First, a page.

Feathered Friends Blog

Alec Bergoef and Colten Moore set out on a trip to the Ruth Gorge in Alaska this past April/May 2018. Read about their challenges and overcoming adversity in the trip report below. Words and images by Alec Bergoef.

We’ve been sitting in Talkeetna for a couple days now, waiting for the weather to break so we can fly into the mountains. Just when we are about to give up hope of getting a flight into the gorge that day, Colten’s phone rings. We have been waiting for two days. I am pushing the longboard back up the hill to where his van is parked and he is yelling for me to hurry. I hop in the passenger’s seat and we rush down the road to grab our bags from the bunkhouse and pick up the pizza we had on hold at the pizzeria. Hastily, we grab our personal belongings from the hostel and rush over to the restaurant. When we arrive, our pizzas are ready and we head to the airstrip. We park and I stride happily over to the plane with two piping-hot pizzas to bring to the glacier with us. There are four others waiting, along with a pilot and Jim, the grounds manager for the air taxi service. We make small talk while we wait for our luggage to be loaded on to the plane.

Then it is time for us to board...

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This post is one of a series highlighting the outdoors experience of Feathered Friends employees. Written by Mandy Godwin. 

The first I learn about his Aconcagua trip, Mike Burns is standing behind the desk at the Feathered Friends flagship Seattle store and holding a sheet of photo slides up to the light. He passes me the loupe, and holding the lens to the page, I see with incredible lucidity an image of him twenty years younger, wearing bright primary colors at high altitude in South America.

 

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This post is one of a series that takes a closer look at the lives of Feathered Friends Ambassadors. Written by Mandy Godwin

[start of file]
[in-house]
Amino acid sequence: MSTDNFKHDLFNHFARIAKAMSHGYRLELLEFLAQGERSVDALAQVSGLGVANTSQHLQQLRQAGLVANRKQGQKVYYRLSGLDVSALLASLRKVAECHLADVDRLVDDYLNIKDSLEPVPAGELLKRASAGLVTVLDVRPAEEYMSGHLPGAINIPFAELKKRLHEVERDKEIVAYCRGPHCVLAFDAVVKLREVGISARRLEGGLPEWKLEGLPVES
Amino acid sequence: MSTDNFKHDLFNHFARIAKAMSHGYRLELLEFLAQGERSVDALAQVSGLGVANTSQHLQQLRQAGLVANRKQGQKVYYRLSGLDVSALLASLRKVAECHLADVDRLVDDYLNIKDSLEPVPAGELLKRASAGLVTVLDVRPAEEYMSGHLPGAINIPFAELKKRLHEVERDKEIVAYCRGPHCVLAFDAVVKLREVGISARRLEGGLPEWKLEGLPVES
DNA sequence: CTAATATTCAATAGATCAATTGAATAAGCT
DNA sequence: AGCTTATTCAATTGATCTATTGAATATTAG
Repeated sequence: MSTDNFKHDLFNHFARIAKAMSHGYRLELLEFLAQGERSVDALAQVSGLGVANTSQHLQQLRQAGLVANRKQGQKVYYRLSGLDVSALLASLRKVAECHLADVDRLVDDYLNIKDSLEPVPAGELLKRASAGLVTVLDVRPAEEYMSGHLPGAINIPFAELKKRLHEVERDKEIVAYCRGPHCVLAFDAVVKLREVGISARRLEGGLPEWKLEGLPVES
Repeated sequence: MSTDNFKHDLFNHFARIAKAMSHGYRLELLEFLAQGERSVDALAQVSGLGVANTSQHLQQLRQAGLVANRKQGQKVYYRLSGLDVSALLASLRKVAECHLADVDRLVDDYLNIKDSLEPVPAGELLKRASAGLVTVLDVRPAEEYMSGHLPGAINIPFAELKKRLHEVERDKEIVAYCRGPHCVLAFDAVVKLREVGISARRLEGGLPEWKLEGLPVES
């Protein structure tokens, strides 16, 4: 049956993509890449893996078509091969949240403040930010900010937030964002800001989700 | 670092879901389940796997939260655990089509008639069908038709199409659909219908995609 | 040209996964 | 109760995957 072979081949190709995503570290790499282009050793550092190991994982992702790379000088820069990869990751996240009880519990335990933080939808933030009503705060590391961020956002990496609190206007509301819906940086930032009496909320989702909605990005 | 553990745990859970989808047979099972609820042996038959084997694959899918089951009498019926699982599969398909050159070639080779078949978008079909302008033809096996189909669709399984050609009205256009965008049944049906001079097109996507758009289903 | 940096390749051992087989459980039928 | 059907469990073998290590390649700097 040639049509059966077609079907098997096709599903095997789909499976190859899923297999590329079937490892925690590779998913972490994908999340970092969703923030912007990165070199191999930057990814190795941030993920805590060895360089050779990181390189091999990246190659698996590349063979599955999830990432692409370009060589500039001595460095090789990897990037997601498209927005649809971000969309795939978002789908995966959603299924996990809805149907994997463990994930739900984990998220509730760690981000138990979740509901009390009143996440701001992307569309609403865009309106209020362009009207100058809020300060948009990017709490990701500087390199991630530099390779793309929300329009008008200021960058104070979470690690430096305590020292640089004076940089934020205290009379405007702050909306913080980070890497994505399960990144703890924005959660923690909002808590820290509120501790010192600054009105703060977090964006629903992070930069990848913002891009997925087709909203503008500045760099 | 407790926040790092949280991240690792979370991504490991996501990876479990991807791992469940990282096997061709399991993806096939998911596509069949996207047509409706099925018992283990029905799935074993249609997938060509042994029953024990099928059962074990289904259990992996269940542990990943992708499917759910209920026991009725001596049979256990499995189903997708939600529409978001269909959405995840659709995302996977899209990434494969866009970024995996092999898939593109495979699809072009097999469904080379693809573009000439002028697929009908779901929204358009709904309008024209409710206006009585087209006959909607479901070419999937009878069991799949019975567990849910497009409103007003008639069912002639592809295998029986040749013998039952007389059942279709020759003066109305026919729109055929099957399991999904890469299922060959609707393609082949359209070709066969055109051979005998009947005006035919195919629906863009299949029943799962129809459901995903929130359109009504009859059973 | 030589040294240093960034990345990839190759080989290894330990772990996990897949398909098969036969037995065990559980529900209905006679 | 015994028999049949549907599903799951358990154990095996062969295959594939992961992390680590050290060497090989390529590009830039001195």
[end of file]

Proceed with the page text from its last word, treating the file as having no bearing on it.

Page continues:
Madeline Dunn picks up the phone a few minutes after getting off a plane in Utah. She’s just flown in to meet Kate Carothers, her friend and 2018 Volcano Project climbing partner, in the Wasatch Mountains for a day of spontaneous training. After an entire season of living in different states, planning together but training separately, today marks their first day back in the mountains together—a milestone in the preparation for this summer’s ambitious ski mountaineering project.

 

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With a last minute change of plans, alpinists Nick Aiello-Popeo and Justin Guarino embarked last year on an expedition to climb a remote 20,653 foot peak in the Himalaya called Baihali Jot. Words and images by Nick Aiello-Popeo.

Shortly before Justin Guarino and I departed the United States for our first Himalayan expedition, the Indian Mountaineering Foundation (IMF) informed us that, due to recent border disputes, we would not be receiving a permit for the mountain we’d studied for almost a year. Justin and I scrambled to find a replacement peak that lay further from the volatile borders of Pakistan and Tibet and – after scouring the American Alpine Journal and Google Earth – settled on a mountain named Baihali Jot (20,653′, 6,295M). To the best of our knowledge, the northern peak of this mountain had been climbed only once, and the southern summit was unclimbed. The lack of information about the peak was extremely alluring.

 

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Earlier this year, five climbers summit Canada’s highest mountain, Mount Logan, towering at 19,551 feet (5959m). While painting vivid moments of terror and gratification, Chris Rowat shares his experience climbing one of North America’s toughest peaks. Words and images supplied by Chris Rowat.

The alarm goes off. It’s 5 a.m. Time to finish what we started almost two weeks ago. It’s time to summit. It’s really cold. Probably –30°F. My two tent mates are still asleep. I roll over and a rude dusting of ice crystals settles on my face from the inside of the tent. In fact, the whole inside is covered with frosty rime from our breath. Did I really volunteer to be up first and get the stove going? This is the worst part of the day: getting out of my cozy sleeping bag to begin the countless tasks of “getting going.” When it’s this cold, and the air so thin, every task is a struggle.

 

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